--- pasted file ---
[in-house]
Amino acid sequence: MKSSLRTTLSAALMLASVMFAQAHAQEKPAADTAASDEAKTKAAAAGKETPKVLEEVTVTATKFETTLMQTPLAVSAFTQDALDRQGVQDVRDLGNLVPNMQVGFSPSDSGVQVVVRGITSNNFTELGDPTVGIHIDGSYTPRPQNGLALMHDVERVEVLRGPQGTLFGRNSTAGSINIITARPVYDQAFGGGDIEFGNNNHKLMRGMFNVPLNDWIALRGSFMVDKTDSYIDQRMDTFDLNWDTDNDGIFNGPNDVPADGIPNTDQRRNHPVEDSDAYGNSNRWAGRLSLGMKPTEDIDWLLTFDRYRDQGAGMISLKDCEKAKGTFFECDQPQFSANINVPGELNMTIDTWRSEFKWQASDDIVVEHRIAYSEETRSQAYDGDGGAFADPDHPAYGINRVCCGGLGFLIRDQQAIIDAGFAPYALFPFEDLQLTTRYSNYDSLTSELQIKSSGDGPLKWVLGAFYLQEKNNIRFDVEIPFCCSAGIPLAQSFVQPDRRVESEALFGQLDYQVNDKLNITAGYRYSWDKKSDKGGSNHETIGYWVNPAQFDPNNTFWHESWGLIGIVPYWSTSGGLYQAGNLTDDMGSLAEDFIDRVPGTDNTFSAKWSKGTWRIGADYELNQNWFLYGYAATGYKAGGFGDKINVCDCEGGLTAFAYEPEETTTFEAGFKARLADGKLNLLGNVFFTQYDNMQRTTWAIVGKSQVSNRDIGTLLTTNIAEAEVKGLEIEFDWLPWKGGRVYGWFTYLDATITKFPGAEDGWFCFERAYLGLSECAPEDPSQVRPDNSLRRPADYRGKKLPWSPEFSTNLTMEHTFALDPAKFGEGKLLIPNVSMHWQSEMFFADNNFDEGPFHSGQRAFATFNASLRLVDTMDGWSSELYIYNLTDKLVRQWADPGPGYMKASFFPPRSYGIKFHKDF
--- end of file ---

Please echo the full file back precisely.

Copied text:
[in-house]
Amino acid sequence: MKSSLRTTLSAALMLASVMFAQAHAQEKPAADTAASDEAKTKAAAAGKETPKVLEEVTVTATKFETTLMQTPLAVSAFTQDALDRQGVQDVRDLGNLVPNMQVGFSPSDSGVQVVVRGITSNNFTELGDPTVGIHIDGSYTPRPQNGLALMHDVERVEVLRGPQGTLFGRNSTAGSINIITARPVYDQAFGGGDIEFGNNNHKLMRGMFNVPLNDWIALRGSFMVDKTDSYIDQRMDTFDLNWDTDNDGIFNGPNDVPADGIPNTDQRRNHPVEDSDAYGNSNRWAGRLSLGMKPTEDIDWLLTFDRYRDQGAGMISLKDCEKAKGTFFECDQPQFSANINVPGELNMTIDTWRSEFKWQASDDIVVEHRIAYSEETRSQAYDGDGGAFADPDHPAYGINRVCCGGLGFLIRDQQAIIDAGFAPYALFPFEDLQLTTRYSNYDSLTSELQIKSSGDGPLKWVLGAFYLQEKNNIRFDVEIPFCCSAGIPLAQSFVQPDRRVESEALFGQLDYQVNDKLNITAGYRYSWDKKSDKGGSNHETIGYWVNPAQFDPNNTFWHESWGLIGIVPYWSTSGGLYQAGNLTDDMGSLAEDFIDRVPGTDNTFSAKWSKGTWRIGADYELNQNWFLYGYAATGYKAGGFGDKINVCDCEGGLTAFAYEPEETTTFEAGFKARLADGKLNLLGNVFFTQYDNMQRTTWAIVGKSQVSNRDIGTLLTTNIAEAEVKGLEIEFDWLPWKGGRVYGWFTYLDATITKFPGAEDGWFCFERAYLGLSECAPEDPSQVRPDNSLRRPADYRGKKLPWSPEFSTNLTMEHTFALDPAKFGEGKLLIPNVSMHWQSEMFFADNNFDEGPFHSGQRAFATFNASLRLVDTMDGWSSELYIYNLTDKLVRQWADPGPGYMKASFFPPRSYGIKFHKDF